• Santa Teresa Aboriginal Community, 80 kilometres east of Alice Springs in the Northern Territory (AAP)Source: AAP
Looking back at its rich history reveals the NT has not always governed itself, while a landmark referendum on Statehood in 1998 would be controversially and narrowly voted down by Territorians, with a majority 51.3 percent no vote.
23 Jul 2015 - 6:28 PM  UPDATED 23 Jul 2015 - 6:28 PM

Back in the 1800s the Northern Territory was once part of colonial New South Wales before control passed to South Australia.

After Federation, the new Commonwealth Government took over responsibity for the Territory in the early 1900s.

But it wasn't until 1978 that the Northern Territory was granted self-government.

Fast forward to October 1998 and the long awaited referendum on statehood was held, but with a surprising result.

Territorians were asked yes or no to whether the NT should become a State.

The referendum was unsuccessful, with a slim majority of 51.3 percent saying no.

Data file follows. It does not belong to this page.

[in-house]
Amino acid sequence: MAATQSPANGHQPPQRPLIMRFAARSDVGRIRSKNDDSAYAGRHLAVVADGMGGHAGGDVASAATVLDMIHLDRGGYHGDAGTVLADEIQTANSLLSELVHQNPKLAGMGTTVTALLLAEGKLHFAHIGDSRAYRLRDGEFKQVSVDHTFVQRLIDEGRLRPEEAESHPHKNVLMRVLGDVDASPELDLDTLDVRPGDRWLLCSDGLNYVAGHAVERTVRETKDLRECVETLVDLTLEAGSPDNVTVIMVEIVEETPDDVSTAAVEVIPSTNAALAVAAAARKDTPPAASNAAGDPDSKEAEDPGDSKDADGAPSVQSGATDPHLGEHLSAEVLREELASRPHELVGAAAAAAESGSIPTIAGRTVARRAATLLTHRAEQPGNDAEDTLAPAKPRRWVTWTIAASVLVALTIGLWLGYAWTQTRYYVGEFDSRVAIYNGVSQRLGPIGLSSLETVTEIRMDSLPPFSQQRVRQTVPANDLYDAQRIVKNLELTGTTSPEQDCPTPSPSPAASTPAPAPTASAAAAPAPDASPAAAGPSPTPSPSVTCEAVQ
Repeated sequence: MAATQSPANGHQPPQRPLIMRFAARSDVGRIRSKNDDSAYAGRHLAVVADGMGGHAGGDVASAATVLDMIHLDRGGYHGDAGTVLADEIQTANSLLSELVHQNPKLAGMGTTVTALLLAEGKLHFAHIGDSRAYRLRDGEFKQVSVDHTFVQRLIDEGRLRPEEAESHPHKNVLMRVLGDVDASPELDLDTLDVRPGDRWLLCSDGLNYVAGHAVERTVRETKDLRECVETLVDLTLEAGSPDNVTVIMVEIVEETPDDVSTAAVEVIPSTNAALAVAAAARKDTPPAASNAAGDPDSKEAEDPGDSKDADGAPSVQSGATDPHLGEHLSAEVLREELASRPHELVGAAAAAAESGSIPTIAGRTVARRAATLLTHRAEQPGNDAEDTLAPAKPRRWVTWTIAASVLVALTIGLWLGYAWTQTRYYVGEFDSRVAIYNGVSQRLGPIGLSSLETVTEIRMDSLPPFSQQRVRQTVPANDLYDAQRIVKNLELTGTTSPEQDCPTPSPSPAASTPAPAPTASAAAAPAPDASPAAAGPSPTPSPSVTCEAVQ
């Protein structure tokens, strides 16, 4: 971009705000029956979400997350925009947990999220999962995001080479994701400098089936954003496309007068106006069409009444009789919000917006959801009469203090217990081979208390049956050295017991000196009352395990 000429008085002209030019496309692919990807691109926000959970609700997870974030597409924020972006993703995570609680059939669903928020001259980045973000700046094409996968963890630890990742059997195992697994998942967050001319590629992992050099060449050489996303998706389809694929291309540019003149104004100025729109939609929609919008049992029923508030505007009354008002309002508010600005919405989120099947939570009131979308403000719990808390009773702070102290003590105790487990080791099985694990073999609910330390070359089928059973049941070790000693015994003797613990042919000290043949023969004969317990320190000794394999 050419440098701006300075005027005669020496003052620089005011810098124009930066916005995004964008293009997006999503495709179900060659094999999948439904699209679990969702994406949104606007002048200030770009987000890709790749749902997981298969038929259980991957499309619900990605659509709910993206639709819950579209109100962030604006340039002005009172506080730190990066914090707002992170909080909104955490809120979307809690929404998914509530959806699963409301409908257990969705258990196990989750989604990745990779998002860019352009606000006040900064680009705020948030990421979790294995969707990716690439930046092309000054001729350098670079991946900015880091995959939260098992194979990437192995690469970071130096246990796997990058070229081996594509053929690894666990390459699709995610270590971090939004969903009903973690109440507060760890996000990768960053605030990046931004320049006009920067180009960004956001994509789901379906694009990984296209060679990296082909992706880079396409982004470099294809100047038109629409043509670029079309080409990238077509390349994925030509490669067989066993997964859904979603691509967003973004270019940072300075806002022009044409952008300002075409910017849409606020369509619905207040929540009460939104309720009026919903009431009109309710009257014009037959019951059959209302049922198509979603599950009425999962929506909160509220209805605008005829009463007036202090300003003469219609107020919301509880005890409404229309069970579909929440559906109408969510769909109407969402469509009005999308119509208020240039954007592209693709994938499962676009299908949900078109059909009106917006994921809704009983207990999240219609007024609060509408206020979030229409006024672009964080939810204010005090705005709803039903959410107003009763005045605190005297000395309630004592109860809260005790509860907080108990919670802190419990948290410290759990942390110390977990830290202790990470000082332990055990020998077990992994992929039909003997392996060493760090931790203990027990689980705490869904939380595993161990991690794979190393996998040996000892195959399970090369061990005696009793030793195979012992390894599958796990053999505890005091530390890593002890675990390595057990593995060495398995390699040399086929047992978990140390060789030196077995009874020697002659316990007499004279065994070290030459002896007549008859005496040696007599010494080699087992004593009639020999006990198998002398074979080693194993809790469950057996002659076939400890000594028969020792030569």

Nothing changes and I've been making that point but quite clearly, Territorians were forming up or firming up to the view that they would lose something, when as in fact they had everything to gain

One of the major reasons attributed to Territorians voting 'no' was because of a lack of trust in those responsible for the process and as a protest against the then Country Liberal Party's Chief Minister, Shane Stone who was a major backer of statehood.

The 'no' result would cost Shane Stone his leadership.

It was found that many Indigenous Territorians voted 'no' out of fear that the Country Liberal Party would take control of land rights and cultural rights.

A fresh push for a community-based statehood campaign was announced in 2003 by then Labor Chief Minister Clare Martin and a Statehood Steering Committee appointed.

But despite wide consultation throughout the Territory, that grassroots process ended in 2012, again due to political differences in the NT Parliament.

Now another NT Chief Minister is pushing for the issue to be on the national agenda with CLP Chief Minister Adam Giles gaining support from State Premiers and the Prime Minister at the COAG leaders meeting in July.